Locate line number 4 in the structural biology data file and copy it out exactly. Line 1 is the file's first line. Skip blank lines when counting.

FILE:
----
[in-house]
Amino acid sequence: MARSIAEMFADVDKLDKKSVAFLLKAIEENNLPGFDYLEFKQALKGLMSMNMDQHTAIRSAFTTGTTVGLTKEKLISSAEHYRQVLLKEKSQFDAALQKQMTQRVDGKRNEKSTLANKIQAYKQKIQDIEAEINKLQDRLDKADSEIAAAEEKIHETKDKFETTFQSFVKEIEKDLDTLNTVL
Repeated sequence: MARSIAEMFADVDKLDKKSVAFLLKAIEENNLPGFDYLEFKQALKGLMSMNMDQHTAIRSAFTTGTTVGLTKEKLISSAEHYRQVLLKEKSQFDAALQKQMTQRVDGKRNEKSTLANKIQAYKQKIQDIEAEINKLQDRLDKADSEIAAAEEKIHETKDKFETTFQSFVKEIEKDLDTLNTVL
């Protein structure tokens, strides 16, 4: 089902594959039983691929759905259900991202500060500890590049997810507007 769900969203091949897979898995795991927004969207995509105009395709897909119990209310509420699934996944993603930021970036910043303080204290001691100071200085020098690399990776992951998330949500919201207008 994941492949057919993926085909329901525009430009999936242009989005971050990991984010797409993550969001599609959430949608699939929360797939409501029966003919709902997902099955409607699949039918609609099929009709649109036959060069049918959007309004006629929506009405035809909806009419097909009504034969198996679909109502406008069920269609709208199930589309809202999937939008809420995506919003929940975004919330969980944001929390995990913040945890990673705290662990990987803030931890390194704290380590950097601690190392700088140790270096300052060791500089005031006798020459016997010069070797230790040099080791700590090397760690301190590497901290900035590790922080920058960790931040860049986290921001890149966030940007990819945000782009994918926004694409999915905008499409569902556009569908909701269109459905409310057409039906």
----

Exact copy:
């Protein structure tokens, strides 16, 4: 089902594959039983691929759905259900991202500060500890590049997810507007 769900969203091949897979898995795991927004969207995509105009395709897909119990209310509420699934996944993603930021970036910043303080204290001691100071200085020098690399990776992951998330949500919201207008 994941492949057919993926085909329901525009430009999936242009989005971050990991984010797409993550969001599609959430949608699939929360797939409501029966003919709902997902099955409607699949039918609609099929009709649109036959060069049918959007309004006629929506009405035809909806009419097909009504034969198996679909109502406008069920269609709208199930589309809202999937939008809420995506919003929940975004919330969980944001929390995990913040945890990673705290662990990987803030931890390194704290380590950097601690190392700088140790270096300052060791500089005031006798020459016997010069070797230790040099080791700590090397760690301190590497901290900035590790922080920058960790931040860049986290921001890149966030940007990819945000782009994918926004694409999915905008499409569902556009569908909701269109459905409310057409039906």